That does not, however, mean they can impose their sensibilities on the rest of the team. That’s where the team comes apart. They expect loyalty from others, adherence to the orthodoxy of the team. They abhor team members challenging other team members. It’s vaguely reminiscent of the blue wall of silence; we are not allowed to disagree or be disageeable to our brothers.

    As soon as Norm announced that he was going to take a stand and proclaim me persona non grata, I realized that many would pick sides and the criminal defense blogosphere would fracture. This was actually discussed, and we concluded that there was nothing that could be done about it. People are entitled to make their own choices. This was Norm’s choice. Others, who preferred a blogosphere where they had only support and were never challenged, had strong reason to agree with Norm. They acted in their own best interests, a common primary motivator. It’s to be expected.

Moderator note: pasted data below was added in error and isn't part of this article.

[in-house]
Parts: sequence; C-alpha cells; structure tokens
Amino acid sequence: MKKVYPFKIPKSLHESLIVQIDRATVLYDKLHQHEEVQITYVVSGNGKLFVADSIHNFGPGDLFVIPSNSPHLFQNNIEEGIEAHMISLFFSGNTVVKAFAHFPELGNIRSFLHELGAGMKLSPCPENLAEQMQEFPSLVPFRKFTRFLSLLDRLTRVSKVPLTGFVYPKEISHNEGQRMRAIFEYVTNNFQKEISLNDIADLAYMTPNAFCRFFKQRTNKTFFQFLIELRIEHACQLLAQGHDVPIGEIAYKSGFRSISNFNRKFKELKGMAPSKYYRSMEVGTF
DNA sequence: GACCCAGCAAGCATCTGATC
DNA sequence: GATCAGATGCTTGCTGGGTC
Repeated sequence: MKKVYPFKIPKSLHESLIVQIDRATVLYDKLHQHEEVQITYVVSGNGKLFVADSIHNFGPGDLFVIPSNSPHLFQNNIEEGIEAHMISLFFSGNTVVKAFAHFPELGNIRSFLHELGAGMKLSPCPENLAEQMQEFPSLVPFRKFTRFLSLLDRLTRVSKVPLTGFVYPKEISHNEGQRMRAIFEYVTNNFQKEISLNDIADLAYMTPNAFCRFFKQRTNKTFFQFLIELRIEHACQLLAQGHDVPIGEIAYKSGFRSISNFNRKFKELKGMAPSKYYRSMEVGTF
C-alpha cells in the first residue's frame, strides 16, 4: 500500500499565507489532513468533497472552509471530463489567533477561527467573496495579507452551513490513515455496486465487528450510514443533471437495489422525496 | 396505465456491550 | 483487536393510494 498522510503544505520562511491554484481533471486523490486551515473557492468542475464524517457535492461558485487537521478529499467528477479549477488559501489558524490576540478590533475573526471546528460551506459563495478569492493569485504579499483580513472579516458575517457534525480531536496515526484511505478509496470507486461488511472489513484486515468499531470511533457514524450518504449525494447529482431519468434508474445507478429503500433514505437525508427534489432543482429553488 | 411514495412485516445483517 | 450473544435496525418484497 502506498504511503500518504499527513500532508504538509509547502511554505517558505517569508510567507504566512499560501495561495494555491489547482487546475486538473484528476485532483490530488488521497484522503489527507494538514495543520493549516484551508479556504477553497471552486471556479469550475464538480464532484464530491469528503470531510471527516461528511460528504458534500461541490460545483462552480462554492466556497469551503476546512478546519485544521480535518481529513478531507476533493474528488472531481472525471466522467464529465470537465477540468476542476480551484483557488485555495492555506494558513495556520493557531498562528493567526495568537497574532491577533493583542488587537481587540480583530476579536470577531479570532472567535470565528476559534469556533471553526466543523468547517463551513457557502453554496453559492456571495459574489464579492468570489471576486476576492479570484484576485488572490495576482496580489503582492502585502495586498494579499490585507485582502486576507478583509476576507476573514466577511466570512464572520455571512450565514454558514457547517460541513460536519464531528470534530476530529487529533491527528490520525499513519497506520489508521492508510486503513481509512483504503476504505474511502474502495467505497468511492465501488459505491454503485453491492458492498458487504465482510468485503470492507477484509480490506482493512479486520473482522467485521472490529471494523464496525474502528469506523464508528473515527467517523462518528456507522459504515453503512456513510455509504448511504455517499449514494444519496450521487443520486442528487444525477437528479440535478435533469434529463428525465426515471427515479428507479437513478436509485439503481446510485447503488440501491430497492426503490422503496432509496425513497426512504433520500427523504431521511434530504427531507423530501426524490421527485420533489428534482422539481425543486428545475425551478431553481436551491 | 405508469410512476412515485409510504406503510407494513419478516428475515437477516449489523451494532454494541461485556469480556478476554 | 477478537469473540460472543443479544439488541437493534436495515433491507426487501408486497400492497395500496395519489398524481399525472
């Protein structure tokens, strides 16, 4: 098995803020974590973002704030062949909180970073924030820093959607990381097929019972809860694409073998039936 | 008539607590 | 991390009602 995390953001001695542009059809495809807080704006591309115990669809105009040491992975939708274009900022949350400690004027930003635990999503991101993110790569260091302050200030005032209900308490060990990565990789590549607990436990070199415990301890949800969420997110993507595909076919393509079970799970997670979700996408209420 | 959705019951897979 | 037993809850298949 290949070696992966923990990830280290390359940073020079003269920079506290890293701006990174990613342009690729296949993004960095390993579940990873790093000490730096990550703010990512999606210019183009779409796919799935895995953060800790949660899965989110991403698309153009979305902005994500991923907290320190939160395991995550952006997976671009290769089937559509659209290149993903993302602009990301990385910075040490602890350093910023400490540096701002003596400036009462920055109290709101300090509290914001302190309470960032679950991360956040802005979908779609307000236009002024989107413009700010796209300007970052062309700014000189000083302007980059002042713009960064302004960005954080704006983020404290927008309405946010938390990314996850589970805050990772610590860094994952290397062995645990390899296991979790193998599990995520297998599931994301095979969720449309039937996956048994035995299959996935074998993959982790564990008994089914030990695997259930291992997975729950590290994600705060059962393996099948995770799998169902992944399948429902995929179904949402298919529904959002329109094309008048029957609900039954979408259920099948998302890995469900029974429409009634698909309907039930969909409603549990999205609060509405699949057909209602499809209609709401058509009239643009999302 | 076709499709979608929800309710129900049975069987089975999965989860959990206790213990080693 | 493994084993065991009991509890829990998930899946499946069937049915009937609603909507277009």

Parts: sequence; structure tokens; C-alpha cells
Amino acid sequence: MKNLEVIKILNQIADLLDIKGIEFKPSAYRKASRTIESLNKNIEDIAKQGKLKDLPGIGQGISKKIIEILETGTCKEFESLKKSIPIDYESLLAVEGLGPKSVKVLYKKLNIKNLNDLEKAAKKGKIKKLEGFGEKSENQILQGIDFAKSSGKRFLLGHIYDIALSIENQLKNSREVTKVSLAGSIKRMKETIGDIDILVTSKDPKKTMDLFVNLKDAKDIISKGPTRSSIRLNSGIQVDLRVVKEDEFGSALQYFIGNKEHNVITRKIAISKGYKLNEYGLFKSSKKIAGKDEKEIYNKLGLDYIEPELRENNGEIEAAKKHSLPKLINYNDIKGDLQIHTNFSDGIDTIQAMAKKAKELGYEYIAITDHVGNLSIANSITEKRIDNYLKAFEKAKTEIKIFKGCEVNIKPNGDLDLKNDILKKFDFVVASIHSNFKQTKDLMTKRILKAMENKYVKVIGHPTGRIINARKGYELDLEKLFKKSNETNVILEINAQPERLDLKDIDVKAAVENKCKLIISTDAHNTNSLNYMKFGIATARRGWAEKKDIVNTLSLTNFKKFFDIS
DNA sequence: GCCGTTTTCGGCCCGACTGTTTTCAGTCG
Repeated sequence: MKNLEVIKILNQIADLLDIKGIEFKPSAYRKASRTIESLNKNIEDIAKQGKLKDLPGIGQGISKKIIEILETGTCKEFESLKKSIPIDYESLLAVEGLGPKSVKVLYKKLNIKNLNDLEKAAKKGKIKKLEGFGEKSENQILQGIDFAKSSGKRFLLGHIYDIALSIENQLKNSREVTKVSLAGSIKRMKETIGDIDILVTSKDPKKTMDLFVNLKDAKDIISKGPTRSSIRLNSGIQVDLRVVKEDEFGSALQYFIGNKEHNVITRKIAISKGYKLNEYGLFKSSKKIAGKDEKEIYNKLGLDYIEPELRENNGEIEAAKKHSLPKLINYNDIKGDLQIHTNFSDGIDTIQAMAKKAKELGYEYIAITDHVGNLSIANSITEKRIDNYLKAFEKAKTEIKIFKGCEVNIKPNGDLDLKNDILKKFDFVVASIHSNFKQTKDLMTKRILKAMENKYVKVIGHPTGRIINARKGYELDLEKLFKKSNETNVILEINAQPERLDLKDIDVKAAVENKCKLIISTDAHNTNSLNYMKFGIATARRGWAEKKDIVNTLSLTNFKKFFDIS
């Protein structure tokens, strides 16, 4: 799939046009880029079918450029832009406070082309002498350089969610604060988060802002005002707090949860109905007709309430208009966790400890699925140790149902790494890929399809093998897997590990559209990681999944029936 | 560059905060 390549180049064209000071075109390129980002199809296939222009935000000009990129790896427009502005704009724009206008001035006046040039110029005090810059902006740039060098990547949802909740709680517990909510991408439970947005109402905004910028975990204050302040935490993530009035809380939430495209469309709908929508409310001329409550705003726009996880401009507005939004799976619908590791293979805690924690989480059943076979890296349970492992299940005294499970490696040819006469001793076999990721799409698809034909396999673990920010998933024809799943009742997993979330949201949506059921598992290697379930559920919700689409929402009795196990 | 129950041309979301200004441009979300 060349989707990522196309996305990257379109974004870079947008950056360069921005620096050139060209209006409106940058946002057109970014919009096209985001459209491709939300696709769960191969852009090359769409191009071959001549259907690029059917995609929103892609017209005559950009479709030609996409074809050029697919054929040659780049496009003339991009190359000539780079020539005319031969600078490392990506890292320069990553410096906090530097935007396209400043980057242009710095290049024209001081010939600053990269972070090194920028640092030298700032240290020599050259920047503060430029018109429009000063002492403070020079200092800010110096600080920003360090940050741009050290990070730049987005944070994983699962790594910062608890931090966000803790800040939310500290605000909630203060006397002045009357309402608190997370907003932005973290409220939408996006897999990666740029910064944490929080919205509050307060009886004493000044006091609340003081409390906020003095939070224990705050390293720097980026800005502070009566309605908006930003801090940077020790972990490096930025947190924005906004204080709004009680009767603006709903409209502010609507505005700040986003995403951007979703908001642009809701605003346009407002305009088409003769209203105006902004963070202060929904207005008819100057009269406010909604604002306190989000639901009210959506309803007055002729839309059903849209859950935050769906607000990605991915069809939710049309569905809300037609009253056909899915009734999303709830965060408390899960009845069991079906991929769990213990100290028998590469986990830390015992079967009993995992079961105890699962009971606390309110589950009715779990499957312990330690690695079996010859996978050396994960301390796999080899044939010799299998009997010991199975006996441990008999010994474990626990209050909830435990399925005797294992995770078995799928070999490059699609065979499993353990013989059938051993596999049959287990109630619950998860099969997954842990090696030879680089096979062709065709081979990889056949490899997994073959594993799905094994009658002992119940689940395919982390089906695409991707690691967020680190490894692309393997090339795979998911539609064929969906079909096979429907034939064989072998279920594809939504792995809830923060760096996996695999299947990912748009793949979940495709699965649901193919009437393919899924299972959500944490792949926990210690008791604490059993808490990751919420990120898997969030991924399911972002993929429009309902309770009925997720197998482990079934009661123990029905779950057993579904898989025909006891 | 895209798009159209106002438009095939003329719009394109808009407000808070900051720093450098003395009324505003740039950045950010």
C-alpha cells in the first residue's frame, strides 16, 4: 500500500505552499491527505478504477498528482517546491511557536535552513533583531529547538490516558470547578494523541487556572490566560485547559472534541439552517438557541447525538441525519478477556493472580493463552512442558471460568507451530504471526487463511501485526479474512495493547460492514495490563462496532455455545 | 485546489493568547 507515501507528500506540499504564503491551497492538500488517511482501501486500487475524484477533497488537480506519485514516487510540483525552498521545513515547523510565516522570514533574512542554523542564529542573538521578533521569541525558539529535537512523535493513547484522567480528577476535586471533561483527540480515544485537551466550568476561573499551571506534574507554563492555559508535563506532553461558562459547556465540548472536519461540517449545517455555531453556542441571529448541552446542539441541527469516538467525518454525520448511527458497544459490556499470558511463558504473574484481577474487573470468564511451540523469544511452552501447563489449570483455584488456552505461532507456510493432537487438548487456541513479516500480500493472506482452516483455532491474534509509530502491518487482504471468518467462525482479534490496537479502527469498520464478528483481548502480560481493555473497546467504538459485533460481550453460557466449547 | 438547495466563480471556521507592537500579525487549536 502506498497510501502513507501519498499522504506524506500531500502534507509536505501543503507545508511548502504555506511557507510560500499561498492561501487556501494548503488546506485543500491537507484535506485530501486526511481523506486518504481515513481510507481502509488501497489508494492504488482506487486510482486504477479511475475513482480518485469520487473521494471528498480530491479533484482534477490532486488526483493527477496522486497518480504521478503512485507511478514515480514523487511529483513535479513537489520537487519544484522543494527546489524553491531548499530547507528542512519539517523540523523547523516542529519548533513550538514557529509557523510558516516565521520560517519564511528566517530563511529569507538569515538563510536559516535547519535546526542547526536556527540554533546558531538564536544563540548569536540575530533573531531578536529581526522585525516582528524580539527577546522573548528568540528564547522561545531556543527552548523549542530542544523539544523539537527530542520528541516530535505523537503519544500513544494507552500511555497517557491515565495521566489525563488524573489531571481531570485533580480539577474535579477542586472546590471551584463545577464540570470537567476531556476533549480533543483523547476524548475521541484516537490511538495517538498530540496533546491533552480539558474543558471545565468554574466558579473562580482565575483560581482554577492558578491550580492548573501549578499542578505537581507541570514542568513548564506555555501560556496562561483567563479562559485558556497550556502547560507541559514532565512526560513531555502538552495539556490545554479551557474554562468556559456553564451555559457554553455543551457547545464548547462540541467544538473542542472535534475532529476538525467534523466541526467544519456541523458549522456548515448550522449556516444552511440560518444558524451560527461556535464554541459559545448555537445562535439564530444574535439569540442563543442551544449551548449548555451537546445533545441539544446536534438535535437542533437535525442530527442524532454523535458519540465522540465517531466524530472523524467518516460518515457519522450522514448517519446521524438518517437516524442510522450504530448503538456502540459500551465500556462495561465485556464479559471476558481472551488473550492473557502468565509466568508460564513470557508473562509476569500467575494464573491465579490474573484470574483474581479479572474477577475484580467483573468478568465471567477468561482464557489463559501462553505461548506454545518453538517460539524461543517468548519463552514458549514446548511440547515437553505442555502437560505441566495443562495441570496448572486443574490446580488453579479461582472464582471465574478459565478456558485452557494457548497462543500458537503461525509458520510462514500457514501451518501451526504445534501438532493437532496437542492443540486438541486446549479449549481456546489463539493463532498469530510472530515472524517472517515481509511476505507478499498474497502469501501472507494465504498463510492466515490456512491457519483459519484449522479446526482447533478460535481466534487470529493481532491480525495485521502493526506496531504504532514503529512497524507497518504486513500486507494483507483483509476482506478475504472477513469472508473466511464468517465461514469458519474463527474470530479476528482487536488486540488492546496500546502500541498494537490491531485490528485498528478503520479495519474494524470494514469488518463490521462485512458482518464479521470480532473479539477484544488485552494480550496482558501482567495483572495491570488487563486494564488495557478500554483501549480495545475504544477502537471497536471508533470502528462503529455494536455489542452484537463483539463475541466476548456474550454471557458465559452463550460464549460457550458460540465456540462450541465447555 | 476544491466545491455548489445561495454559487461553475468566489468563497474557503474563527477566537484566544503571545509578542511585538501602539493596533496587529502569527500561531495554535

The issue isn’t about friendship, but about philosophy. The lawprofs comment on each other’s work all the time, but never, never, say a negative word. They have refined the art of commentary to such a nuanced degree that the lack of exuberant praise means they hated what the other person is saying.

    Criminal defense lawyers aren’t lawprofs. We’re too practical and not as refined. Some of us wish to write in a world where people tell us the truth, whether good or bad, nice or mean. No, we don’t like to be bashed anymore than anyone else, but we prefer a good bashing to a world of lies and deception, where there is only support and no honesty.